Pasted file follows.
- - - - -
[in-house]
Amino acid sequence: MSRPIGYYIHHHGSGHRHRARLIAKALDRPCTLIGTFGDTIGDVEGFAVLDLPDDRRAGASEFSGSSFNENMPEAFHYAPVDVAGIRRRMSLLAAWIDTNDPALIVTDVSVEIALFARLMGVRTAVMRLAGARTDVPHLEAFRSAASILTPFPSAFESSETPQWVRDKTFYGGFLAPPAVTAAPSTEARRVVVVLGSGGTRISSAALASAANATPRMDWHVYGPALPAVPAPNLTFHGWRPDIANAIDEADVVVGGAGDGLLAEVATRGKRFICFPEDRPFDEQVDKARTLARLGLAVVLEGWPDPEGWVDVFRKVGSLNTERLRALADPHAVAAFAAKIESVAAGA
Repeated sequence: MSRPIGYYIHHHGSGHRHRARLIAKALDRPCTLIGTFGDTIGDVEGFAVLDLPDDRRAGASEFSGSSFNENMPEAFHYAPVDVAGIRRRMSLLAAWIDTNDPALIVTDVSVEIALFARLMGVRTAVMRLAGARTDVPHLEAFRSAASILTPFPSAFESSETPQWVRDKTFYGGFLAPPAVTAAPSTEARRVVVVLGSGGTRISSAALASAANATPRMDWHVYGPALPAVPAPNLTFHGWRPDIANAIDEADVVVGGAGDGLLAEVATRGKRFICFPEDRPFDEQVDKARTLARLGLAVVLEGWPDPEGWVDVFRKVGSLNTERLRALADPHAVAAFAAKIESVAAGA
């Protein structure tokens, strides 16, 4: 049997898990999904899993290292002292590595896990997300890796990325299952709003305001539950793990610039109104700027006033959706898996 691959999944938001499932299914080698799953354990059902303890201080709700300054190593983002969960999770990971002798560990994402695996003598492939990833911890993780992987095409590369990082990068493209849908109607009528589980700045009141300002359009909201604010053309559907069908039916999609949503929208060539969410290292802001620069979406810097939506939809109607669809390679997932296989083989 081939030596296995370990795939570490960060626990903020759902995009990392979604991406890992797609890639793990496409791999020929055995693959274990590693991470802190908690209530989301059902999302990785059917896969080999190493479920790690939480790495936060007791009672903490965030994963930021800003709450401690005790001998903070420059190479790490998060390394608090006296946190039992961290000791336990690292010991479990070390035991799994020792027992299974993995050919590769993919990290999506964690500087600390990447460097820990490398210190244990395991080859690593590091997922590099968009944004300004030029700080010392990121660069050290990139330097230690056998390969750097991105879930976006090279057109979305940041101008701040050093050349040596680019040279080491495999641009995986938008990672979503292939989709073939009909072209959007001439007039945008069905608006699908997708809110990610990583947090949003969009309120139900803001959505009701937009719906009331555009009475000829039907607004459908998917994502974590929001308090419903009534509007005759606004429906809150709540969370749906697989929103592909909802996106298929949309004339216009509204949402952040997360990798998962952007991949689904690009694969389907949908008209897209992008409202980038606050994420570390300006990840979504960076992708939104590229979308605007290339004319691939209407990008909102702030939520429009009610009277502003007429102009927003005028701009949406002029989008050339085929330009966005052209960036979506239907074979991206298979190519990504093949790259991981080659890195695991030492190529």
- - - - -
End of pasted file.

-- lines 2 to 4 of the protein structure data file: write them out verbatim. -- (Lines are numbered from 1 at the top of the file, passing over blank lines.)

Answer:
Amino acid sequence: MSRPIGYYIHHHGSGHRHRARLIAKALDRPCTLIGTFGDTIGDVEGFAVLDLPDDRRAGASEFSGSSFNENMPEAFHYAPVDVAGIRRRMSLLAAWIDTNDPALIVTDVSVEIALFARLMGVRTAVMRLAGARTDVPHLEAFRSAASILTPFPSAFESSETPQWVRDKTFYGGFLAPPAVTAAPSTEARRVVVVLGSGGTRISSAALASAANATPRMDWHVYGPALPAVPAPNLTFHGWRPDIANAIDEADVVVGGAGDGLLAEVATRGKRFICFPEDRPFDEQVDKARTLARLGLAVVLEGWPDPEGWVDVFRKVGSLNTERLRALADPHAVAAFAAKIESVAAGA
Repeated sequence: MSRPIGYYIHHHGSGHRHRARLIAKALDRPCTLIGTFGDTIGDVEGFAVLDLPDDRRAGASEFSGSSFNENMPEAFHYAPVDVAGIRRRMSLLAAWIDTNDPALIVTDVSVEIALFARLMGVRTAVMRLAGARTDVPHLEAFRSAASILTPFPSAFESSETPQWVRDKTFYGGFLAPPAVTAAPSTEARRVVVVLGSGGTRISSAALASAANATPRMDWHVYGPALPAVPAPNLTFHGWRPDIANAIDEADVVVGGAGDGLLAEVATRGKRFICFPEDRPFDEQVDKARTLARLGLAVVLEGWPDPEGWVDVFRKVGSLNTERLRALADPHAVAAFAAKIESVAAGA
């Protein structure tokens, strides 16, 4: 049997898990999904899993290292002292590595896990997300890796990325299952709003305001539950793990610039109104700027006033959706898996 691959999944938001499932299914080698799953354990059902303890201080709700300054190593983002969960999770990971002798560990994402695996003598492939990833911890993780992987095409590369990082990068493209849908109607009528589980700045009141300002359009909201604010053309559907069908039916999609949503929208060539969410290292802001620069979406810097939506939809109607669809390679997932296989083989 081939030596296995370990795939570490960060626990903020759902995009990392979604991406890992797609890639793990496409791999020929055995693959274990590693991470802190908690209530989301059902999302990785059917896969080999190493479920790690939480790495936060007791009672903490965030994963930021800003709450401690005790001998903070420059190479790490998060390394608090006296946190039992961290000791336990690292010991479990070390035991799994020792027992299974993995050919590769993919990290999506964690500087600390990447460097820990490398210190244990395991080859690593590091997922590099968009944004300004030029700080010392990121660069050290990139330097230690056998390969750097991105879930976006090279057109979305940041101008701040050093050349040596680019040279080491495999641009995986938008990672979503292939989709073939009909072209959007001439007039945008069905608006699908997708809110990610990583947090949003969009309120139900803001959505009701937009719906009331555009009475000829039907607004459908998917994502974590929001308090419903009534509007005759606004429906809150709540969370749906697989929103592909909802996106298929949309004339216009509204949402952040997360990798998962952007991949689904690009694969389907949908008209897209992008409202980038606050994420570390300006990840979504960076992708939104590229979308605007290339004319691939209407990008909102702030939520429009009610009277502003007429102009927003005028701009949406002029989008050339085929330009966005052209960036979506239907074979991206298979190519990504093949790259991981080659890195695991030492190529």